My key point, though, is the misuse of the HAR affordability statistics, which is endemic in Humboldt County.

Anonymous said...

Well, you can buy a starter home in Rio Dell less expensively than Eureka or Arcata. Before you laugh, consider that McKinleyville
was once considered an undesirable place to live, mentioned as "Oklahoma my the Sea" in the SF Chronicle. Now people are moving to McKinleyville in droves.

Anonymous said...

Hank - bad dog, no doughnut!

you pulled a couple of shoe boxes out - some as big as trailers.

620 sq. wow, 900, wow...

The point is how are you going to put a family in the four or five houses you were able to find. And the fact that you found them was incredible... there are just a handful that are small, and unliveable fore a family -

People are still making 9 bucks an hour but housing has quadrupled in the last 10 years....

That is the point Hank -

I have a lot of admiration for you, but on this one you seem to have gotten your boxers in a bunch.

Anonymous said...

Considering the underground drug trade its rather easy to buy a home.

Hank Sims said...

Hey, there's some bigger houses in there! No. 5 is 1100 square feet. No. 3 is a whopping 1442 square feet. Bigger than my place!

And those weren't the only homes available under $200,000, either -- just a selection. You can search the MLS yourself, if you're interested. Just follow the link Richard provided in this post.

And 9:54 is right, too -- widen your search to include Rio Dell and you've got a bunch more options.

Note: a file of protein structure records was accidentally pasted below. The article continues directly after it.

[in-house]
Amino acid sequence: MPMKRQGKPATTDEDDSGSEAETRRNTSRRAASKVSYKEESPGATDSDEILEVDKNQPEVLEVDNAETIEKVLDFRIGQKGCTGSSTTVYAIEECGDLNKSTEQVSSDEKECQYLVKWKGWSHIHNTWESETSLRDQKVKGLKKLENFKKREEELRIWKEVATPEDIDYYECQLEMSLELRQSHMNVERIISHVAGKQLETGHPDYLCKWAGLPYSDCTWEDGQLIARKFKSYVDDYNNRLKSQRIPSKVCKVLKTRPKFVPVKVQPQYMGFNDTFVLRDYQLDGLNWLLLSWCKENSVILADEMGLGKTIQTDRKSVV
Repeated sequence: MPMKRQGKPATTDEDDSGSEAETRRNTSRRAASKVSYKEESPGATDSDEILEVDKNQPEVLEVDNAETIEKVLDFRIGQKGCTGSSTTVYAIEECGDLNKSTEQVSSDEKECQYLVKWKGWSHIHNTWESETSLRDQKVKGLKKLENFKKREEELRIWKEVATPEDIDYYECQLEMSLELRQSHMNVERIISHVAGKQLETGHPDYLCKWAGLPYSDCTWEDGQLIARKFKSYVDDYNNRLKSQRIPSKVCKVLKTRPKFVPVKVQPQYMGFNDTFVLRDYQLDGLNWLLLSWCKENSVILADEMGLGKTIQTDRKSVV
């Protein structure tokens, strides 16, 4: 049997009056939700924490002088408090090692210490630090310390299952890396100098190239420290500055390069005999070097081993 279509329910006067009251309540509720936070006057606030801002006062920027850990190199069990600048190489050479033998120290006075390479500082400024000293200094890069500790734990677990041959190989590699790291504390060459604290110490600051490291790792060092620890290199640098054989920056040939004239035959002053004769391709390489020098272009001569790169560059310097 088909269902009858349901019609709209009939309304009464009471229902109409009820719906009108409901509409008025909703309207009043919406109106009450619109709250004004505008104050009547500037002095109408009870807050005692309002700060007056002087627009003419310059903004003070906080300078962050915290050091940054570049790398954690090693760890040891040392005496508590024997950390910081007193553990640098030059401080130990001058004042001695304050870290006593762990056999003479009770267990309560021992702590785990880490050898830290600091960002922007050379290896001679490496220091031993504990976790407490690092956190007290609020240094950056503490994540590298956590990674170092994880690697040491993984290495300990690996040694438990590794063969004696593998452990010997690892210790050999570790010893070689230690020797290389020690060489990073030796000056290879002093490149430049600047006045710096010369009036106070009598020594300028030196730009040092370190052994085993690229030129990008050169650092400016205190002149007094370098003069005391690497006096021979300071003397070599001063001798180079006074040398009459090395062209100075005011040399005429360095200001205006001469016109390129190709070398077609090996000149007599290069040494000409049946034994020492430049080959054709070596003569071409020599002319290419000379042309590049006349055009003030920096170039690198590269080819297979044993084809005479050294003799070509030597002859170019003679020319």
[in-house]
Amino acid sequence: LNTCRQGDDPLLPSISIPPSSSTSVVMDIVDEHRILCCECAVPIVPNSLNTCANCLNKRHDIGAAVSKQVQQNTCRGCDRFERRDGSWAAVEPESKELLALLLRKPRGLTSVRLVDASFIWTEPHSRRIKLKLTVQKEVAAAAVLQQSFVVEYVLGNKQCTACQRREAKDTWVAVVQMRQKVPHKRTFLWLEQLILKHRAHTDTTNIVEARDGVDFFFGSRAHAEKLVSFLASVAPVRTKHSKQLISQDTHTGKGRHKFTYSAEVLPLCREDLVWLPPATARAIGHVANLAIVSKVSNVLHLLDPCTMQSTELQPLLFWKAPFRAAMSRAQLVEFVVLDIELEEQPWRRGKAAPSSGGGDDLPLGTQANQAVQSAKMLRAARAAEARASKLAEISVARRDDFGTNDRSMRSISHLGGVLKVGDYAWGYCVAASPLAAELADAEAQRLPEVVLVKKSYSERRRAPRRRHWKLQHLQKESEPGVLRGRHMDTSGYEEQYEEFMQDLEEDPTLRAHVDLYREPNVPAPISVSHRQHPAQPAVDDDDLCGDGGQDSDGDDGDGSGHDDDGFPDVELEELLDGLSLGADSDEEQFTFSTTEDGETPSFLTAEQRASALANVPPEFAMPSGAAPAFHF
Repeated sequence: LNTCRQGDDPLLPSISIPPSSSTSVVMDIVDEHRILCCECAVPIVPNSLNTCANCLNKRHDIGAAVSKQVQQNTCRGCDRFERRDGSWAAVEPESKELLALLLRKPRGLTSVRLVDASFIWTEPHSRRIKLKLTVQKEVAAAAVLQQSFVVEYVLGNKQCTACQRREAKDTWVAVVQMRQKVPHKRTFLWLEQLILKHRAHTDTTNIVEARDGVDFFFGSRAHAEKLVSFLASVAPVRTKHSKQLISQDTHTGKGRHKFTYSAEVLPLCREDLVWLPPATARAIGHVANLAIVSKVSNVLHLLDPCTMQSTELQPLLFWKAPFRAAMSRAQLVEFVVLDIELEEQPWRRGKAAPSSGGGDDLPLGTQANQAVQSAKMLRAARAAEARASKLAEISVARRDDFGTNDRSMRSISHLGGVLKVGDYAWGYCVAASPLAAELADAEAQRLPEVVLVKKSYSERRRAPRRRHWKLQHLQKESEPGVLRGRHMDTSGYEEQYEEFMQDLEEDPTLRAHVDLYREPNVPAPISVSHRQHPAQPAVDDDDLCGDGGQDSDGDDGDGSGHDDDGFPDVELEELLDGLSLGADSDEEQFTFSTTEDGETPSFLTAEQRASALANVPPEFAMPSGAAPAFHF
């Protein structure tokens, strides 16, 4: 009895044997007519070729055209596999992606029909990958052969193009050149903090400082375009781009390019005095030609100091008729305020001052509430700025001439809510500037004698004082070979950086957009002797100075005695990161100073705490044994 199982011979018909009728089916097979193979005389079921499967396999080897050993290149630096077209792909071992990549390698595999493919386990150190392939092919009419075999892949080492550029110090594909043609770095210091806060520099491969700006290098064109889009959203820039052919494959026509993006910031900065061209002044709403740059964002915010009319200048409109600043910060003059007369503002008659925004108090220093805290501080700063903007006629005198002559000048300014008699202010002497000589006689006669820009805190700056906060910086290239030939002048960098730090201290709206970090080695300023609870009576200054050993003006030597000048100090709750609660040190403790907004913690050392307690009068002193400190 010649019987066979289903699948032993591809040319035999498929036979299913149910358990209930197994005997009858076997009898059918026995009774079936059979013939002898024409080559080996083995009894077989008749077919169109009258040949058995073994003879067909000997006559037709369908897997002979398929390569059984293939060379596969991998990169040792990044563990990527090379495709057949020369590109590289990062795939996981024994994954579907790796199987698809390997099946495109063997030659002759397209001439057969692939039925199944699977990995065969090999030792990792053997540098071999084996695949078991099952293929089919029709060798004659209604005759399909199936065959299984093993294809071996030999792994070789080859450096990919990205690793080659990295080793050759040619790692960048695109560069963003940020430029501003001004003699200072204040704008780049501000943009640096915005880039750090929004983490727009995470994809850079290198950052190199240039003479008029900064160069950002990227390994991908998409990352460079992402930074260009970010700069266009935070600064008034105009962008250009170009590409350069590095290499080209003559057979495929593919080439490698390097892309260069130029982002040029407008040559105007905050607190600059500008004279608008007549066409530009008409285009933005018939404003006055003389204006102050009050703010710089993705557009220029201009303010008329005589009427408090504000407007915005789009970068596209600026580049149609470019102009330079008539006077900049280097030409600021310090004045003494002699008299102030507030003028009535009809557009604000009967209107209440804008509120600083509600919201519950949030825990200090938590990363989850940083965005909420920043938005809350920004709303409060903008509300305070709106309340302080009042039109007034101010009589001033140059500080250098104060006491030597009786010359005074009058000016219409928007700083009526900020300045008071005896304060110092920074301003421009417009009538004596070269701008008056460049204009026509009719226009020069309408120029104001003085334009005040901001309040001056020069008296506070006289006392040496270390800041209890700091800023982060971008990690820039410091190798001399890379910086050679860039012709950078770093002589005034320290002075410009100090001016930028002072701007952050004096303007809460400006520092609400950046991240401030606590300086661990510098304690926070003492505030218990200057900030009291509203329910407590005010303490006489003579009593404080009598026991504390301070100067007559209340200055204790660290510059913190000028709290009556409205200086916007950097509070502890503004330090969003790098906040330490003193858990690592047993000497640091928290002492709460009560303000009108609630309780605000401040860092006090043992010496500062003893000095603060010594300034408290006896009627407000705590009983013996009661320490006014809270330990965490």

You're right that it would be impossible to do on a minimum-wage job, or anything close to it. But that's not the fault of Humboldt County -- that's a nationwide thing. A California-wide thing, especially.

Meanwhile, if you've got a $9 per hour job and you're looking to buy a home, why not take up Richard on his challenge and apply at the pulp mill? There's some damn good jobs available out there, apparently, but no one seems to want them.

Eric V. Kirk said...

Why do you have to own your own home? I live and rent in san francisco, and even with a healthy salary, I don't expect to buy a home anytime soon. And I don't want to. The housing market is overpriced, as in Humboldt. This trend will eventually lower prices to satisify the market. Maybe then I will venture into the homeowners circle.

Sorry, but barring a major recession, I don't think San Francisco housing prices are ever going to drop significantly. Hasn't happened in 20 years.

Eric V. Kirk said...
This comment has been removed by a blog administrator.
Anonymous said...

Why thank you Erwic for your comments!

Anonymous said...

Reality is what it is.

Learn its intricacies and take your choices.

Or ignore them and resent that Reality is not more to your liking.

"Where there is a Will there is a Way" is a maxim distilled from eons of human existence.

You want to buy? You can. You can find a way.

Anonymous said...

Try Susanville

Anonymous said...

Bravo's bashing KHSU, Wes Chesbro, and Rob Ammertwerp.

http://www.youtube.com/watch?v=pPF3DkHK52w

Anonymous said...

When considering which house to buy, remember: It is better to buy a small house in a good neighborhood than a mansion in a high-crime neighborhood.

samoasoftball said...